The number one thing muscle focused gym goers think of when they’re told they have to workout at home is that there’s no way they’ll keep their muscle, or make any progress compared to the gym. Sure, using bodyweight or bands won’t be as measureable as having weights, because quantifying true progress isn’t as clear. Muscle is built by progressive tension overload (aka increasing the weight used for a given lift over time). That doesn’t make at home workouts useless though. If anything, it forces us to be smarter and really utilize good programming.
Here are some ways to keep your progress while you are stuck at home.
REPS: Since we can’t increase in weights, our only other option is to increase in reps. The research shows not only muscle maintenance, but even growth CAN still occur if you are putting a muscle through fatigue anywhere from 6-30 reps. Just keep in mind, the higher you go in reps, the closer to failure you have to go, since you aren’t getting as much tension built early on to fatigue the muscle. So if you are doing push-ups and hit 15 in the first week of quarantine, try to hit 16 or more in the second. And keep focusing on progressing that each week. You should be able to progress week to week unless the exercise was too difficult to begin with or form was sloppy.
Ideally, make sure to stay in that range. Once you are hitting 25-30 find a way to make the exercise more challenging. The subsequent recommendations can help with that.
ISOMETRIC PAUSES: I for one love these even when I’m at the gym. Most people reading this are trying to grow their muscles. A muscle can’t grow unless it’s being fired. Most of us spend too much time in the gym going through the motions but not actually firing the muscle to exhaustion. Secondary muscles come into play helping you finish the movement. Ever see someone swinging their arms when they use too heavy of a weight for curls? That won’t get you to your goals.
Take a 2-3 second contraction at the top of the movement (squeeze as hard as you can when the muscle is fully flexed). Do that for each rep. That should help bring the reps back down to the 10-20 range. By focusing on a squeeze, you’re teaching your mind-muscle connection to KEEP that intended muscle working which is how it gets the signal to grow. Stop swinging the arms to get a curl in. FOCUS on keeping a contraction!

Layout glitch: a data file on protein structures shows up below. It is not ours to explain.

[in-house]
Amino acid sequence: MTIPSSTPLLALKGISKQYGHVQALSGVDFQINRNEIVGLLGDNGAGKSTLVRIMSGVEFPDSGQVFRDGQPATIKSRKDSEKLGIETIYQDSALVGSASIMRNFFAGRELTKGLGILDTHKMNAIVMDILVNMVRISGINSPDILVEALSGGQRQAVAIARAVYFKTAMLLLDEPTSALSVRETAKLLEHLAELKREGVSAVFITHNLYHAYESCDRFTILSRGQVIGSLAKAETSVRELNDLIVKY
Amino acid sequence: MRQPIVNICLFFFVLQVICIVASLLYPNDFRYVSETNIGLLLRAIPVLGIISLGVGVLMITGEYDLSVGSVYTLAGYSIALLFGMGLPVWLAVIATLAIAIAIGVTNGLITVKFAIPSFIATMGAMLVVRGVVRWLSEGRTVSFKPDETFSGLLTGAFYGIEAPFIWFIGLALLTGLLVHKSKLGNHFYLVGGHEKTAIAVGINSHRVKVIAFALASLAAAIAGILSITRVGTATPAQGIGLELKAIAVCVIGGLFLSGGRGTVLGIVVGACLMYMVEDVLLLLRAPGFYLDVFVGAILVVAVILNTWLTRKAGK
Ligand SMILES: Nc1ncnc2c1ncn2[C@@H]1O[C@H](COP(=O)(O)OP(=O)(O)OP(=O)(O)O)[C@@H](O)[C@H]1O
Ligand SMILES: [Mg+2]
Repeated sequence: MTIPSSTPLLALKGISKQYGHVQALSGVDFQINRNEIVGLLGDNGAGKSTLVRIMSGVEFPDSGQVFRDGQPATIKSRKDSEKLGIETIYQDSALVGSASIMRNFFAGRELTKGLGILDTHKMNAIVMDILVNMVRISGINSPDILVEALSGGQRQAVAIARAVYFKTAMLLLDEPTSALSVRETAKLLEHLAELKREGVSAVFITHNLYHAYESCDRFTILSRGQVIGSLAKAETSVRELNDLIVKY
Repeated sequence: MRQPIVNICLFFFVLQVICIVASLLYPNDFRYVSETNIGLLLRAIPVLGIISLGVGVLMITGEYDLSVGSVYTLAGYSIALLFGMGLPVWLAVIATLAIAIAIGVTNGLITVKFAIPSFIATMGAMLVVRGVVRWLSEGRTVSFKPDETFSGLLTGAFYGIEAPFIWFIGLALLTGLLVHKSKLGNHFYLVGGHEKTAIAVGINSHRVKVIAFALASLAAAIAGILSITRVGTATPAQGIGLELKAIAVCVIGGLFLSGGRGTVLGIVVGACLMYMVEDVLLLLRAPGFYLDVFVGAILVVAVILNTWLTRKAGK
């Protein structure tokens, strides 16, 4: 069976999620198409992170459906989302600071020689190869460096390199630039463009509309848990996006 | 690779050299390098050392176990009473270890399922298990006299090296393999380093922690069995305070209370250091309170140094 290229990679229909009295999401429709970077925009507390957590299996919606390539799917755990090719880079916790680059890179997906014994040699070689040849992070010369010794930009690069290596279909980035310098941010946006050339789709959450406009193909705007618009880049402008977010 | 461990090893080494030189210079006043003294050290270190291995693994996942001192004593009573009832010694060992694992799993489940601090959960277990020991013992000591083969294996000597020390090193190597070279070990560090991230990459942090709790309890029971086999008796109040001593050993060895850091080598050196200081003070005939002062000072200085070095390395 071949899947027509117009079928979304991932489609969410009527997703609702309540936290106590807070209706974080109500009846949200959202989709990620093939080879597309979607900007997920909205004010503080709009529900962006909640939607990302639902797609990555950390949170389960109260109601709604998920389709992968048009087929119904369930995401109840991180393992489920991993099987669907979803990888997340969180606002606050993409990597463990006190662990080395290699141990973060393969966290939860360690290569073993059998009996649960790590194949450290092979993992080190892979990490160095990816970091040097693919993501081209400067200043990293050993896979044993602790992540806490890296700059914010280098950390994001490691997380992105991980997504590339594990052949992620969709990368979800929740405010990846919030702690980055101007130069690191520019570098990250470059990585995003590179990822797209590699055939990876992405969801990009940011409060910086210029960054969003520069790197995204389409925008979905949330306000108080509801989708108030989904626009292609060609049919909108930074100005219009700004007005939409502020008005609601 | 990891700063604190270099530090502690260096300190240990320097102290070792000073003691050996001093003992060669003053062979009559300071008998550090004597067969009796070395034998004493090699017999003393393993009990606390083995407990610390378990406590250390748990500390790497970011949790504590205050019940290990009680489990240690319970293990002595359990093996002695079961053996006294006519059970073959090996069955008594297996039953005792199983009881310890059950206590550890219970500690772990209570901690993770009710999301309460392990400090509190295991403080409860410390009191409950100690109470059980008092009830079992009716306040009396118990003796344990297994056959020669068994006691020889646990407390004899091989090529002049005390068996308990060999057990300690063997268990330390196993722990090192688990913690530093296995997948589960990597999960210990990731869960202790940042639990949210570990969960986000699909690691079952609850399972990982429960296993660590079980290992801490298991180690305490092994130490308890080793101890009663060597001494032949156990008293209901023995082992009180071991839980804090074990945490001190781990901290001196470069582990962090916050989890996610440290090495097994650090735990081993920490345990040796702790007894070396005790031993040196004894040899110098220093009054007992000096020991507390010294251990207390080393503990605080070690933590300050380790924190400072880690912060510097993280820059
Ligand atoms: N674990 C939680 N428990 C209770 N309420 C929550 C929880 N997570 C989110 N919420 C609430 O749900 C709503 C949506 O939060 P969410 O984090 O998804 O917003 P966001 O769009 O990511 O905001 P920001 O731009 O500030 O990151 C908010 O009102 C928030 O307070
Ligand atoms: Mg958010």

SLOW ECCENTRICS: Another great tool for building muscle. The other facet of getting a muscle to grow is time under tension. Our muscles get broken down and built throughout that eccentric component of the lift. If you slow down the pace (don’t just drop the weight like a bro), and let the muscle get put to work by slowly lowering the weight, you’ll find a burn builds up a lot quicker for a lot less reps.
Do 3-4 second eccentrics. So if you are doing a pushup, let your body take 3-4 seconds to lower back down to the bottom position. You’ll feel more lactic acid build up, and thus give your body a stronger muscle building signal to initiate growth.
PRE-EXHAUSTION: Squats with just your body are pretty much easy for most people. I’m sure you can probably crank out 30+ before you’d get tired. Pre-exhaustion is when you take a more isolating exercise and target the muscle more directly before hitting it again with a compound.
So instead of just doing bodyweight squats, maybe try lunges with your back foot elevated on a chair, and do 10-15 reps with each leg, and THEN go into bodyweight squats. You should find those 30+ reps of squats you can do drop to half the amount. You pre-exhausted the legs by isolating each one individually so that when you got to the main lift, they were already tired BUT you still properly fatigued the intended area you want to grow.
Putting it All Together:
Weeks 1-4: add 1-2 reps from the previous week on each exercise
Weeks 5-8: 2-3 second isometric contractions for each exercise. If you can try to add a rep or two from the week before.
Weeks 9-12: Use a 3-4 eccentric negative for each exercise. If you can try to add a rep or two from the week before.
Weeks 13-16: Choose an isolating pre-exhausting exercise for the bigger movements (squats, pushups, rows, etc.) Shouldn’t really need it for smaller ones like shoulders or arms.
There you have it. That’s enough of a program, and mesocycle progression to give you a muscle BUILDING workout while being stuck at home and (hopefully) long enough to get you through the entirety of the quarantine!